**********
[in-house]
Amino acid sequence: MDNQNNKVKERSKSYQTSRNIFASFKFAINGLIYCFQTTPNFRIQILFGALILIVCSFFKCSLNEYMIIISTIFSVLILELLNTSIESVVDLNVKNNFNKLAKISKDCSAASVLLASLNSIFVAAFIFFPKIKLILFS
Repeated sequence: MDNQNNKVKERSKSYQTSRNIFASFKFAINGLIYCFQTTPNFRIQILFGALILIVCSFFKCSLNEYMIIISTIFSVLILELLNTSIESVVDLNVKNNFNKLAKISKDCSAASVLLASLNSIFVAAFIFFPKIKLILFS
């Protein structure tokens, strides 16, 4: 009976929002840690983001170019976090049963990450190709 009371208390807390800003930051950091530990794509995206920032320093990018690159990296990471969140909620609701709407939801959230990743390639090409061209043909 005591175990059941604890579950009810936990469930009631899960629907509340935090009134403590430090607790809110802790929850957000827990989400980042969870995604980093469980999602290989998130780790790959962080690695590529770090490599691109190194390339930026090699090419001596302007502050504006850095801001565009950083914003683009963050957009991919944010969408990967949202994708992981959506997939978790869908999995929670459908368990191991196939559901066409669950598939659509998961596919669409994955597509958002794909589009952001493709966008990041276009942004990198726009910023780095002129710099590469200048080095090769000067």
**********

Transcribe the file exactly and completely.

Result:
[in-house]
Amino acid sequence: MDNQNNKVKERSKSYQTSRNIFASFKFAINGLIYCFQTTPNFRIQILFGALILIVCSFFKCSLNEYMIIISTIFSVLILELLNTSIESVVDLNVKNNFNKLAKISKDCSAASVLLASLNSIFVAAFIFFPKIKLILFS
Repeated sequence: MDNQNNKVKERSKSYQTSRNIFASFKFAINGLIYCFQTTPNFRIQILFGALILIVCSFFKCSLNEYMIIISTIFSVLILELLNTSIESVVDLNVKNNFNKLAKISKDCSAASVLLASLNSIFVAAFIFFPKIKLILFS
């Protein structure tokens, strides 16, 4: 009976929002840690983001170019976090049963990450190709 009371208390807390800003930051950091530990794509995206920032320093990018690159990296990471969140909620609701709407939801959230990743390639090409061209043909 005591175990059941604890579950009810936990469930009631899960629907509340935090009134403590430090607790809110802790929850957000827990989400980042969870995604980093469980999602290989998130780790790959962080690695590529770090490599691109190194390339930026090699090419001596302007502050504006850095801001565009950083914003683009963050957009991919944010969408990967949202994708992981959506997939978790869908999995929670459908368990191991196939559901066409669950598939659509998961596919669409994955597509958002794909589009952001493709966008990041276009942004990198726009910023780095002129710099590469200048080095090769000067």